Last Friday night, under the Beaumont Tower on the Michigan State University campus, nearly 100 bicyclists gathered for a “critical mass” bike ride.
A trailer attached to the back of one of the bikes carried a yellow sign that read, “Same roads, same rights, same rules.”
As the bikers took off for their ride, they took up much of the road — that would be the critical mass — showing motorists their strength in numbers. At one point, five cars were backed up behind the bikers. Some honked horns, perhaps as a show of support, and one car tried to push through the group.
But the bikers had gathered at MSU not for fun, but in response to an opinion column written by MSU senior Zack Colman that appeared in the April 8 edition of The State News. The column urged bikers to ride sidewalks, out of the way of cars, lest they face being run down by the author’s car.
“Black 2001 Saturn SC2. That’s the car I drive — and if you’re a bicyclist on the road but not in a bike path and you see my car, I hope you’re wearing a helmet, because I might run you over,” Colman wrote. “Maybe not intentionally.”
In “Bicyclists need to stay on the sidewalk,” Colman urges that the university ordinance dealing with bikes be revised to allow bicyclists to ride on sidewalks. He also asserted that bicycles on the roads are a hazard to drivers since many pedal pushers allegedly don’t use the proper hand signals or obey traffic laws. He described a situation on campus in which he was forced into a leftturn-only lane because a biker was occupying the right lane.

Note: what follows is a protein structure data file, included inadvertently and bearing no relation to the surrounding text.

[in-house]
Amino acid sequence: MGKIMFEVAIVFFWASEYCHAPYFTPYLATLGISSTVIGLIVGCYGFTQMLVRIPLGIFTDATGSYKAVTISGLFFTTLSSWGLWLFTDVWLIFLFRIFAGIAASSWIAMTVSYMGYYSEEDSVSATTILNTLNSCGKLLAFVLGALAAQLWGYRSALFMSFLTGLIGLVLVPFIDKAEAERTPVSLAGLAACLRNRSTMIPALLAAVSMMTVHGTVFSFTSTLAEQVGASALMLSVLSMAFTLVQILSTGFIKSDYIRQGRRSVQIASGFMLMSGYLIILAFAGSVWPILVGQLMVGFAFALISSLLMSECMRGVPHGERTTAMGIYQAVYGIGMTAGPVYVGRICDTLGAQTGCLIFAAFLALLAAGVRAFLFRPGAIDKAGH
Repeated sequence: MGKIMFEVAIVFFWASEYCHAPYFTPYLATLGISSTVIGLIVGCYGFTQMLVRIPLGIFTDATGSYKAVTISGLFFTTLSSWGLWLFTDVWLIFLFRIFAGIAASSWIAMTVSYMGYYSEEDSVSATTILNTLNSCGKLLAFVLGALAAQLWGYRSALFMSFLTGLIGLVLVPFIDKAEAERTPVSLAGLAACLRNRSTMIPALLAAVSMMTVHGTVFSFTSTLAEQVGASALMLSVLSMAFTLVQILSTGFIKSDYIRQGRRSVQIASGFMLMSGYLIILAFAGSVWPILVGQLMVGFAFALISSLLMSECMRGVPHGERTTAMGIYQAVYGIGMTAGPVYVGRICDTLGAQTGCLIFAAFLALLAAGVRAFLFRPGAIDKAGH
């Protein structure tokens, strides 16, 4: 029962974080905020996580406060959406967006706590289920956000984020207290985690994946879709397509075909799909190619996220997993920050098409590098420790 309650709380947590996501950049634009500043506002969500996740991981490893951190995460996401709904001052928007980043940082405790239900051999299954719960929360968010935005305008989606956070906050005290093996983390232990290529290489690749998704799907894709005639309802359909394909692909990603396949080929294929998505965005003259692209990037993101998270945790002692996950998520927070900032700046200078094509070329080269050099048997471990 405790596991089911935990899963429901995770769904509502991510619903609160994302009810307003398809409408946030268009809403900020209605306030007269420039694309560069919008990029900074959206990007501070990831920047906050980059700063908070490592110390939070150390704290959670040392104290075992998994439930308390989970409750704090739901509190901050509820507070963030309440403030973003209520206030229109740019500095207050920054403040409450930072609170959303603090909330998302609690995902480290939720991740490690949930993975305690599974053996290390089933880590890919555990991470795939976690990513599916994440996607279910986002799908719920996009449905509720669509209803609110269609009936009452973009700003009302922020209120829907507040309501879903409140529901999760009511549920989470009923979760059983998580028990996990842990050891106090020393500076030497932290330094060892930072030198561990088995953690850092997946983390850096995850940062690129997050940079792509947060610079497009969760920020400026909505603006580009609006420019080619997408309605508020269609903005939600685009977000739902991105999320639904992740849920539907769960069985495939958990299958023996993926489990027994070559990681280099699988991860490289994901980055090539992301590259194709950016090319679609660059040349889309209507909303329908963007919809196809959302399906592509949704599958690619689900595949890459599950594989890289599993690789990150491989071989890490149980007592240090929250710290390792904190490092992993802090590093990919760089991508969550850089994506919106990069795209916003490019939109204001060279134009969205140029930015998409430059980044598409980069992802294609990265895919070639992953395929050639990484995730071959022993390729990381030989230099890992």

“Instead, I had to speed ahead and veer away from the fast-approaching rear end of the car in front of me, just barely making it into the right lane,” he wrote. “Some will say I could be more patient on the road. But roads are for cars, not bicyclists.”
The column caused outrage among many in the biking community across the country. Friday’s critical mass was the second such event over the last two weeks. Lance Armstrong even posted a link to a blog making fun of Colman on his Twitter page.
Colman wouldn’t respond to requests for comment on his column, saying that it was “in the past.” (Further, Kristen Daum, editor-in-chief of The State News, would not comment.)
Jane Briggs-Bunting, head of MSU’s journalism program, couldn’t comment because she said she was unfamiliar with the column.
According to interviews Colman gave to other media outlets, the column was an attempt at satire. He said that people had been bothering him about the piece since it was published and that he even received a death threat.
On April 13, Scott Myers, a copy editor at The State News, published a rebuttal to Colman titled, “Bicyclists need to stay on the road.”
“White 2009 Motobecane Fantom Cross Uno. That’s the bike I ride — and if you’re a motorist on the road and plan on running me over, I hope you have a good lawyer, because I might sue you,” Myers wrote. “Intentionally.”
Myers, who did not respond to a request for an interview, takes the opposite tact, arguing that keeping bikes on the roads protects both pedestrians and bikers. He flatly rejects the notion that bikes are a threat to motorists.
“I also am particularly confused by the implication that a bike on the roadway poses some sort of threat or hazard to drivers,” he wrote. “Am I to understand that a person riding a 20-pound bike is somehow threatening to a driver caged up in thousands of pounds of steel?”